Red Tape: Syrian and Palestinian Doctors Blocked from Easing Lebanon’s Health Crisis

Displaced doctors could provide relief amid health worker shortages
Shaya Laughlin

April 5, 2023

Lebanon’s healthcare system is in dire straits as highly skilled medical workers abandon the country in droves, leaving hospitals and clinics struggling to meet demand. More than 20 per cent of nurses and 40 per cent of doctors have left the country since 2019, according to Lebanon’s Ministry of Public Health. This mass emigration is one of the most significant challenges the ministry outlined in the recently published Lebanon National Health Strategy – Vision 2030.    

While the scale of the healthcare crisis is dramatic, medical personnel shortages are not unique to Lebanon. Indeed, countries around the world are trying to figure out how to keep their hospitals sufficiently staffed to meet patient needs, which often takes innovative shifts in perspective.  

Turkey, for instance, saw more than 3 million Syrian refugees enter the country between 2011-2016, putting a massive strain on the Turkish healthcare system. To turn a problem into a solution, the Turkish Ministry of Health established the systems necessary to retrain and accredit Syrian healthcare personnel to work in Turkey. This has led to thousands of Syrian doctors and nurses today working in Turkey, providing care for both refugees and the wider Turkish population.   

Lebanon, which currently hosts 1.5 million Syrian refugees and almost half a million Palestinian refugees, could similarly help cure its critical healthcare staffing shortages by allowing Syrian and Palestinian doctors and nurses to work here. Instead, however, as The Alternative explores in this report, prohibitive Lebanese laws and attitudes continue to bar these medical workers from being legally able to care for a population that evermore desperately needs it.      


Healthcare in Lebanon: From Destination to Devastation  

Before Lebanon’s economic collapse began in 2019, the country was often referred to as “the hospital of the Middle East” for its high healthcare standards that attracted medical tourism from around the region and beyond. Yet, the system faced various challenges, including high out-of-pocket expenses and uneven distribution of healthcare resources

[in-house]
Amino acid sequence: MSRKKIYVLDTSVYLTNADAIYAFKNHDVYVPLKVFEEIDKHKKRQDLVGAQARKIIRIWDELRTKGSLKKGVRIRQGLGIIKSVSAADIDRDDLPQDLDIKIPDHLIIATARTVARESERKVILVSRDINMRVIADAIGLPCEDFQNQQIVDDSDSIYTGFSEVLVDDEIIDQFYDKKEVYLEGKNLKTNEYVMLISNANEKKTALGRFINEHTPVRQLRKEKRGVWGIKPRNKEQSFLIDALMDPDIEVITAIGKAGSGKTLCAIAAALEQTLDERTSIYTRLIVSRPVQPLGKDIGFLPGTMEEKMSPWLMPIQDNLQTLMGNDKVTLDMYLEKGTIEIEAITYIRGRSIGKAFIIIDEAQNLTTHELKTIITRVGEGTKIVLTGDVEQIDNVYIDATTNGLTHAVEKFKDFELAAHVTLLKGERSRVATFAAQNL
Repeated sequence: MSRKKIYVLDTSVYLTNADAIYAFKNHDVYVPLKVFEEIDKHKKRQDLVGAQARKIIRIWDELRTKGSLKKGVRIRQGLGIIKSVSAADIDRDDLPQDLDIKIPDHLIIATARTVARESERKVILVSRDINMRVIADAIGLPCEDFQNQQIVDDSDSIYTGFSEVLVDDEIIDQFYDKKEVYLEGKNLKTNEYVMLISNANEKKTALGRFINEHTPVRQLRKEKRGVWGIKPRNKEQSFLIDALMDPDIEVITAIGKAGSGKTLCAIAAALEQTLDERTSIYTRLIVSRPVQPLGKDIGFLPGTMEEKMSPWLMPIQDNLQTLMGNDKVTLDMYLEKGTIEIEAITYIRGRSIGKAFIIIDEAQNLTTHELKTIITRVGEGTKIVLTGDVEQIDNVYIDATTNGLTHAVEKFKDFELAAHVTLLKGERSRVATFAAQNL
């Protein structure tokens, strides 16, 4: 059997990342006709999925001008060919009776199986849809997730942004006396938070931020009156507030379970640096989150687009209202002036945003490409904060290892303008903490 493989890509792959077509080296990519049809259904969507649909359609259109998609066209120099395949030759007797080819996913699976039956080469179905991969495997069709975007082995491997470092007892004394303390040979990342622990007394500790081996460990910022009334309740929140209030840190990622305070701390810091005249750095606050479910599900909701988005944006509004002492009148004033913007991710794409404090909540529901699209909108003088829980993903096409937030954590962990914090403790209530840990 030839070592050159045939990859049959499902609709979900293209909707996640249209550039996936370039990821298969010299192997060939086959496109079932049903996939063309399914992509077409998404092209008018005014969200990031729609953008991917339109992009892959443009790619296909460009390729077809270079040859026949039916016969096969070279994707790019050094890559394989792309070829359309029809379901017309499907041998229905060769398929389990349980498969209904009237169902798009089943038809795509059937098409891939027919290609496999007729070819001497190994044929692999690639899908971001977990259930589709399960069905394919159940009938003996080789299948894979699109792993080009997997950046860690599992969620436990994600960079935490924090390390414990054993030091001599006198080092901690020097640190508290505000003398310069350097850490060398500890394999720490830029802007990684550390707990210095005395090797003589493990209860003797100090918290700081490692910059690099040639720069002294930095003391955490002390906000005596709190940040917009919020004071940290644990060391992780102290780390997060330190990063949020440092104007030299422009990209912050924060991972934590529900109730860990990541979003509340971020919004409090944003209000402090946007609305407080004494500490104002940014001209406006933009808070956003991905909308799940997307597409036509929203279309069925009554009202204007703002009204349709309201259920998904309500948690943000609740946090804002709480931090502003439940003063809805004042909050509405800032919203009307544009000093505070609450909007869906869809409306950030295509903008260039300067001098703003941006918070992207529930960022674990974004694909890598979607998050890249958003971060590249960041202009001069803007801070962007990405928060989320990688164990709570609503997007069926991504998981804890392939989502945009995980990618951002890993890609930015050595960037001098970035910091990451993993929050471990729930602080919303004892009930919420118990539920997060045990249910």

Since 2019, the financial crisis has significantly impacted Lebanon’s healthcare system. Notably, the steep devaluation of the local currency – which has lost more than 95 per cent of its value in three years – has left hospitals and medical centres struggling to secure medical supplies and equipment, while the value of healthcare workers’ salaries and benefits has plummeted.   

According to public health physician and epidemiologist Jade Khalife, the situation has driven many Lebanese doctors and nurses out of the country in search of better professional opportunities and working conditions.   

“I personally know a few people who told me they can’t afford anymore to drive to their hospital and return,” Khalife told The Alternative. “It’s not only that you’re losing in the numbers, it’s also losing the quality. You have people like heads of departments leaving … and more experienced doctors and nurses.”  

The head of the Lebanese Order of Physicians, Professor Youssef Bakhash, told The Alternative that 3,500 doctors had left the country since the start of the crisis.  

“We are now suffering from a big problem. We are missing several specialities, from pediatric surgeons to anesthesiologists,” he said.  

The situation has created a vicious cycle whereby the shortage of doctors and nurses exacerbates the burden on the remaining staff, making it even more difficult to attract and retain healthcare professionals in the country.   

At the same time, the country’s economic collapse has spurred a rapidly deteriorating humanitarian situation and a decline in the general health of the population.    

Indeed, between 2019 and 2021, Lebanon’s life expectancy at birth declined by more than 5 per cent, material deaths almost tripled and routine childhood vaccinations dropped by 31 per cent. Diseases such as cholera, previously almost non-existent in modern-day Lebanon, are also making a resurgence.   

This means there is increasing demand for healthcare services at a time when Lebanon’s “extremely strained health system is becoming unable to cope and is under threat of collapse,” according to the Ministry of Public Health.  

Unable to Offer Care   

Due to long-standing prohibitions, it is difficult for Syrian and Palestinian doctors and nurses to practise legally in Lebanon. Lebanon’s Labor Ministry legally restricts the work of Syrian refugees to only three sectors – cleaning, construction and agriculture. Despite the ministry recently removing restrictions that had barred Palestinian refugees from working in more than 30 professions, the syndicates governing those sectors, including medical fields, have maintained many exclusionary policies.